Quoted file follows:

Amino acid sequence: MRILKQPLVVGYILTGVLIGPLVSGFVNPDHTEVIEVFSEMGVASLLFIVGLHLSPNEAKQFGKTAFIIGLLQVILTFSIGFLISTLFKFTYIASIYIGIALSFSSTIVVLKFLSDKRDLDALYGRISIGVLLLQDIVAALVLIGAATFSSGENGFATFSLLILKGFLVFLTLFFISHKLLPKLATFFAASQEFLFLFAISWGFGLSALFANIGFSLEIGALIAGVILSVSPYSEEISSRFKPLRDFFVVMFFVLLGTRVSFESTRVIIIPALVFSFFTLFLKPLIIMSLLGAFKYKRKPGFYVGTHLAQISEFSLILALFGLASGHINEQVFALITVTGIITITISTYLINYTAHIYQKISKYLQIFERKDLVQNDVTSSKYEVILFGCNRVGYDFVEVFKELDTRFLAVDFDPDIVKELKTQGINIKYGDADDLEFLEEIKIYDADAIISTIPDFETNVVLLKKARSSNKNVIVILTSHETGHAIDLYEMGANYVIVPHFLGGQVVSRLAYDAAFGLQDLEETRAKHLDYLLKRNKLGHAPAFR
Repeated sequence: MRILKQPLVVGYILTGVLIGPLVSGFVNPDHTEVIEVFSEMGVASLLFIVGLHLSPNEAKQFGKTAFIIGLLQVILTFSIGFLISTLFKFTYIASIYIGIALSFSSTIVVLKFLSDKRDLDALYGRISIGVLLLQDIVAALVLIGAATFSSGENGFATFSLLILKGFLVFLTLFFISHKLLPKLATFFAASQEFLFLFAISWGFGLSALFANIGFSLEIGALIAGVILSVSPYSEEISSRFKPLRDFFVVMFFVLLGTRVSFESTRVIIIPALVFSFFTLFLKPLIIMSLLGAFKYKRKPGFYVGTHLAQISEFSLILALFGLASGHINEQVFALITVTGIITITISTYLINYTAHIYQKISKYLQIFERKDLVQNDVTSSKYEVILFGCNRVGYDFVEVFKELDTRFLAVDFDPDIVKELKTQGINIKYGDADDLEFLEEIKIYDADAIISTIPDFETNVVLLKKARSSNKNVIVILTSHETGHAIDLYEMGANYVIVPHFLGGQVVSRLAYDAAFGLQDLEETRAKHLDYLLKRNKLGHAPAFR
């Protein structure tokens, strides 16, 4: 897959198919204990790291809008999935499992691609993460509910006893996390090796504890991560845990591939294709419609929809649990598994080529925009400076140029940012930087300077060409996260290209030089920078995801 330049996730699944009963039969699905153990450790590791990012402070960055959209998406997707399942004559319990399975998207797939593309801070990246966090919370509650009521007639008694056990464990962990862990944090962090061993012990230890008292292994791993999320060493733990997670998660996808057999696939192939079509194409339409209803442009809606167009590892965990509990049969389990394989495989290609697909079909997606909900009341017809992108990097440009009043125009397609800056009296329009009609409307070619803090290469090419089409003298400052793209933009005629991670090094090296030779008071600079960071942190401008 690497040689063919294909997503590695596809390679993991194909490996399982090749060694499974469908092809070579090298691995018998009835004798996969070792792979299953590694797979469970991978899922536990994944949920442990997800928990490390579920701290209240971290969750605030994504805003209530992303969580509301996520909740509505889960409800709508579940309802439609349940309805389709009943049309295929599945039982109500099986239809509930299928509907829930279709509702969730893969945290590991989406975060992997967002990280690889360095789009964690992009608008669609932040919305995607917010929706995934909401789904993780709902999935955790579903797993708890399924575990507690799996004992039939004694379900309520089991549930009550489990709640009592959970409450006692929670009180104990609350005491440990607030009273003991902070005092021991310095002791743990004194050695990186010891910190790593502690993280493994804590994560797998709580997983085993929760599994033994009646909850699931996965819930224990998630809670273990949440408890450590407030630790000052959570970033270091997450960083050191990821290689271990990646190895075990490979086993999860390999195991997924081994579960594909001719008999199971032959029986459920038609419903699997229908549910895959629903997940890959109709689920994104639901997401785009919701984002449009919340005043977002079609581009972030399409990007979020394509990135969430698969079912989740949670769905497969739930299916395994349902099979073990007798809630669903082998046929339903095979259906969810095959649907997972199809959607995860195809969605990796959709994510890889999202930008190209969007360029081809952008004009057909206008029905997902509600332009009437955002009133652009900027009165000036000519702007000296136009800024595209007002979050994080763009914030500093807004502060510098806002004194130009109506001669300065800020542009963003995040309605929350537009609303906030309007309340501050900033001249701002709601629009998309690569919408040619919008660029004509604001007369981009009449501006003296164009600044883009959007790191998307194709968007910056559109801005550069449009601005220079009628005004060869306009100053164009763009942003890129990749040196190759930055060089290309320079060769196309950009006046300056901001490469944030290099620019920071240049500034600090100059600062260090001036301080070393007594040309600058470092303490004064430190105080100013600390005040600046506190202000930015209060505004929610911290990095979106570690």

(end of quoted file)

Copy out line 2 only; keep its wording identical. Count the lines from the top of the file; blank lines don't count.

Repeated sequence: MRILKQPLVVGYILTGVLIGPLVSGFVNPDHTEVIEVFSEMGVASLLFIVGLHLSPNEAKQFGKTAFIIGLLQVILTFSIGFLISTLFKFTYIASIYIGIALSFSSTIVVLKFLSDKRDLDALYGRISIGVLLLQDIVAALVLIGAATFSSGENGFATFSLLILKGFLVFLTLFFISHKLLPKLATFFAASQEFLFLFAISWGFGLSALFANIGFSLEIGALIAGVILSVSPYSEEISSRFKPLRDFFVVMFFVLLGTRVSFESTRVIIIPALVFSFFTLFLKPLIIMSLLGAFKYKRKPGFYVGTHLAQISEFSLILALFGLASGHINEQVFALITVTGIITITISTYLINYTAHIYQKISKYLQIFERKDLVQNDVTSSKYEVILFGCNRVGYDFVEVFKELDTRFLAVDFDPDIVKELKTQGINIKYGDADDLEFLEEIKIYDADAIISTIPDFETNVVLLKKARSSNKNVIVILTSHETGHAIDLYEMGANYVIVPHFLGGQVVSRLAYDAAFGLQDLEETRAKHLDYLLKRNKLGHAPAFR